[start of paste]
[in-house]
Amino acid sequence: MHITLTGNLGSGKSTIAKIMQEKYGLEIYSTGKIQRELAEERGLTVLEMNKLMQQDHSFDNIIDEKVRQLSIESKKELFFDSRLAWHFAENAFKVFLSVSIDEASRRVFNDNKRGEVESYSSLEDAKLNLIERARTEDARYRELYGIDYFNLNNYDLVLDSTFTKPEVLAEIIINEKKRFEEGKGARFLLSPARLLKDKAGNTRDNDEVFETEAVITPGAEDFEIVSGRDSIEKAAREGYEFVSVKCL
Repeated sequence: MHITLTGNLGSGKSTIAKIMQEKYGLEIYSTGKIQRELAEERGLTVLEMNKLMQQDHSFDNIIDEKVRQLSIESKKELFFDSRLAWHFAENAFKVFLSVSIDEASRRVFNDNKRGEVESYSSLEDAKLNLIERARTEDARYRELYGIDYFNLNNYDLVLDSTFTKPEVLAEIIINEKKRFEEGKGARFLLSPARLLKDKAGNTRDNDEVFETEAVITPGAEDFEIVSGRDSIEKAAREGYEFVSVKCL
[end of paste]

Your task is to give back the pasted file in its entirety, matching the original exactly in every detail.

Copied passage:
[in-house]
Amino acid sequence: MHITLTGNLGSGKSTIAKIMQEKYGLEIYSTGKIQRELAEERGLTVLEMNKLMQQDHSFDNIIDEKVRQLSIESKKELFFDSRLAWHFAENAFKVFLSVSIDEASRRVFNDNKRGEVESYSSLEDAKLNLIERARTEDARYRELYGIDYFNLNNYDLVLDSTFTKPEVLAEIIINEKKRFEEGKGARFLLSPARLLKDKAGNTRDNDEVFETEAVITPGAEDFEIVSGRDSIEKAAREGYEFVSVKCL
Repeated sequence: MHITLTGNLGSGKSTIAKIMQEKYGLEIYSTGKIQRELAEERGLTVLEMNKLMQQDHSFDNIIDEKVRQLSIESKKELFFDSRLAWHFAENAFKVFLSVSIDEASRRVFNDNKRGEVESYSSLEDAKLNLIERARTEDARYRELYGIDYFNLNNYDLVLDSTFTKPEVLAEIIINEKKRFEEGKGARFLLSPARLLKDKAGNTRDNDEVFETEAVITPGAEDFEIVSGRDSIEKAAREGYEFVSVKCL